Needless to say, this comportment on the part of South Africa’s political leadership has done damage to the image of brand South Africa on the continent. It is hard to obtain respect from people who do not feel respected by the one seeking to be taken seriously. The majority of the countries in Africa obtained their political emancipation in the early 1960s. Their post-independence relationships with their former colonial masters have evolved through the decades, perfectly or imperfectly. While some colonial umbilical cords were brutally ripped-off at the point of independence, others were dislodged gently over time in an attempt, apparently, to ensure a level of socio-political stability in the newly independent African states.

Historians, armed with hindsight, will give us a verdict of which method of separation was better than the other. But the point here is that despite its economic wealth, South Africa is seen by many of its African peers as a mere baby in ‘independence circles’. Instead of going about telling them how to manage their relationships with former colonial masters, South Africa should be learning from them as well. South Africa’s African narrative seems as if it was scripted in the 1960s, promoted as if time has not moved since then. This country, many say, must stop behaving like an overly excited juvenile who has just tasted his first kiss.

Questions being asked by researchers and observers revolve around the extent to which South African foreign policy – especially in Africa – is informed by reliable data obtained from scientifically sound research. What kinds of people are employed in South African embassies and consulates in Africa? Do these people conduct (or commission) regular research in order to understand socio-political trends and key decision and opinion influencers in Africa? How many South Africans, as opposed, for instance, to Nigerians, are employed at the African Union Commission in Addis Ababa, Ethiopia, and other African institutions of power? At what levels of influence are these people employed and to what extent do they play a role in facilitating processes that favour their country of origin? South Africans are known to only want to be employed in senior, decision-making levels of multi-national organisations; is this sufficient to secure the country’s influence in the organisational cultures of these institutions?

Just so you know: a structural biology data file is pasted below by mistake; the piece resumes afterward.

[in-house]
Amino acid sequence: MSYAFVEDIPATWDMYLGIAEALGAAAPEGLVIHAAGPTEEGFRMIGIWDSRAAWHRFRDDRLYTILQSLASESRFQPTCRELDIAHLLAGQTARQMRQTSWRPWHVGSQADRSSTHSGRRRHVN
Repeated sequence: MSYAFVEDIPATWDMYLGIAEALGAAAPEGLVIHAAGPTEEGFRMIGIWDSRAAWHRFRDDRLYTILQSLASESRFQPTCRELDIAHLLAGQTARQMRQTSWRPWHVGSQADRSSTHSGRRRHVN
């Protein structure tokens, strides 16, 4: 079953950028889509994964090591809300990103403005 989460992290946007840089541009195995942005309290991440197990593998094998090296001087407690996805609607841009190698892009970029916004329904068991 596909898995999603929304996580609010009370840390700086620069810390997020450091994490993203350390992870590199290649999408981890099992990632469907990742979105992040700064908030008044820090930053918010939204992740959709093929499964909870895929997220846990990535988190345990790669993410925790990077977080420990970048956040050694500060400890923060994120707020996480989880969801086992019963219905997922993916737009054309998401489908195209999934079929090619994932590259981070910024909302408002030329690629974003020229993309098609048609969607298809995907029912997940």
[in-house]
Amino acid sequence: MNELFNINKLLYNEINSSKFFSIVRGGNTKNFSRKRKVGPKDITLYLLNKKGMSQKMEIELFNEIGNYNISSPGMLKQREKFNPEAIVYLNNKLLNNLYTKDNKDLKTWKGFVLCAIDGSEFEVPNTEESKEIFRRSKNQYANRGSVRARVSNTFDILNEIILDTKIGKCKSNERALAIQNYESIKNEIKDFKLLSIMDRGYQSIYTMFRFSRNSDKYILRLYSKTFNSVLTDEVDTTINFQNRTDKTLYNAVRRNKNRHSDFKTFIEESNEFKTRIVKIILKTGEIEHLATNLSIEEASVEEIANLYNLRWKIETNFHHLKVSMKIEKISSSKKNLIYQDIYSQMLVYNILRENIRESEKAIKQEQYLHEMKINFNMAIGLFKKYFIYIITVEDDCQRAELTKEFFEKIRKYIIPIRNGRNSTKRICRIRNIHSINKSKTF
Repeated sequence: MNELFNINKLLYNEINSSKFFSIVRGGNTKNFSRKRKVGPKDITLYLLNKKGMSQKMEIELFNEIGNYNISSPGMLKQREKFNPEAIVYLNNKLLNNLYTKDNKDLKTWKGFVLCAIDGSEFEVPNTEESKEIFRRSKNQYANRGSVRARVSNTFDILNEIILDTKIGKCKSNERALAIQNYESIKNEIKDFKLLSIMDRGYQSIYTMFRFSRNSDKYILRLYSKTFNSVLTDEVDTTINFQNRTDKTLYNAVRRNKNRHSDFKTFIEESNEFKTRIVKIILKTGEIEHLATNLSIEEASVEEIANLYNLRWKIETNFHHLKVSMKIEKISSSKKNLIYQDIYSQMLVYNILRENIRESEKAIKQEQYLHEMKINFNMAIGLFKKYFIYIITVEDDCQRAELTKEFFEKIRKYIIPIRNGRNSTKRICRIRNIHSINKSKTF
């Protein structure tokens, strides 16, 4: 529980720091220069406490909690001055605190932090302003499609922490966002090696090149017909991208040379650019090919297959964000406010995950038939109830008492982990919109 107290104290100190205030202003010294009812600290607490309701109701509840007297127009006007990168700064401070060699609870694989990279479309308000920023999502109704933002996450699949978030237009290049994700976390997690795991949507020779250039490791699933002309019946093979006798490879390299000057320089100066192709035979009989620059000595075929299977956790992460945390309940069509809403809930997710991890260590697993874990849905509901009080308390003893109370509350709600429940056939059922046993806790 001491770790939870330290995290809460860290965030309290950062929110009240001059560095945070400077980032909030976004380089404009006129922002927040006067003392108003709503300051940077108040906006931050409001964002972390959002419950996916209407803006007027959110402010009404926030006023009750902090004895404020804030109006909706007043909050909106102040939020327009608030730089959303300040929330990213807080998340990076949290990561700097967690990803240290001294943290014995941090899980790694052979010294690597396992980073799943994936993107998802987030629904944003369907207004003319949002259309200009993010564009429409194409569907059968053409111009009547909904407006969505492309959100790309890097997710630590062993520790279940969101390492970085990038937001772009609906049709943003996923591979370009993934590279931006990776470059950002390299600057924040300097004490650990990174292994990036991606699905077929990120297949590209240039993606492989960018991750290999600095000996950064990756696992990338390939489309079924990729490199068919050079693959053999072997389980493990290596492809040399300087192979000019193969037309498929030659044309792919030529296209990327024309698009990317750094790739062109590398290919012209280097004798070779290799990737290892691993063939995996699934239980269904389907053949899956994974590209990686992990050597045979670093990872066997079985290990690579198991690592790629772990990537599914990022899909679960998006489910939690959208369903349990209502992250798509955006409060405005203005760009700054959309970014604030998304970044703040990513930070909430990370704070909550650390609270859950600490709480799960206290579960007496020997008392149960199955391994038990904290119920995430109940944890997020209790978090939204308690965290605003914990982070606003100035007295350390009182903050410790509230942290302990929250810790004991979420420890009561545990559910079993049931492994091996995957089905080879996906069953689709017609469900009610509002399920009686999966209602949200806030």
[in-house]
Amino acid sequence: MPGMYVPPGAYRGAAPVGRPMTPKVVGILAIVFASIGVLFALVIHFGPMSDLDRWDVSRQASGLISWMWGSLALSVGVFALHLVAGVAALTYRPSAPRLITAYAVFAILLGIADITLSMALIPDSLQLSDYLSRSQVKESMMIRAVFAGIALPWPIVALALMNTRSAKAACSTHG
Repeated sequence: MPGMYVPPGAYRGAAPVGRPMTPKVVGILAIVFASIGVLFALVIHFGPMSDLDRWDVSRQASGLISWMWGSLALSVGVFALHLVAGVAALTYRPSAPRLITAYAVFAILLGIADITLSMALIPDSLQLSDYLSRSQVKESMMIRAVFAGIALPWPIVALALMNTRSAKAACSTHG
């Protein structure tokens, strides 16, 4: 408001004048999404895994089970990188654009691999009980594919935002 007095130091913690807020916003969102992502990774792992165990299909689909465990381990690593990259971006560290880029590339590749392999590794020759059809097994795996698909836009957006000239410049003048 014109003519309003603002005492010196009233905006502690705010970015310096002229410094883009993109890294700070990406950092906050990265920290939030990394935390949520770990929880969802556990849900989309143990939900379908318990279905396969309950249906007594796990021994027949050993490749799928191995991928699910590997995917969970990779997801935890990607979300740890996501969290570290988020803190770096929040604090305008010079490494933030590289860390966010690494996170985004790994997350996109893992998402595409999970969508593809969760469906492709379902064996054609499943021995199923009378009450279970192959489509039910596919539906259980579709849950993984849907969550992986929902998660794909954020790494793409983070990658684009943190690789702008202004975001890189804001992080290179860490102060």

What image of brand South Africa do middle-level influencers in these organisations harbor? Do they look up to South Africa or are they threatened by it? Do South African policy-makers ask themselves these questions? Do they understand the importance of doing so or do they want to keep making the same mistakes over and over again, like when Bafana-Bafana (the South African national soccer team) failed, for having misread the rules, to qualify for the Africa Cup of Nations?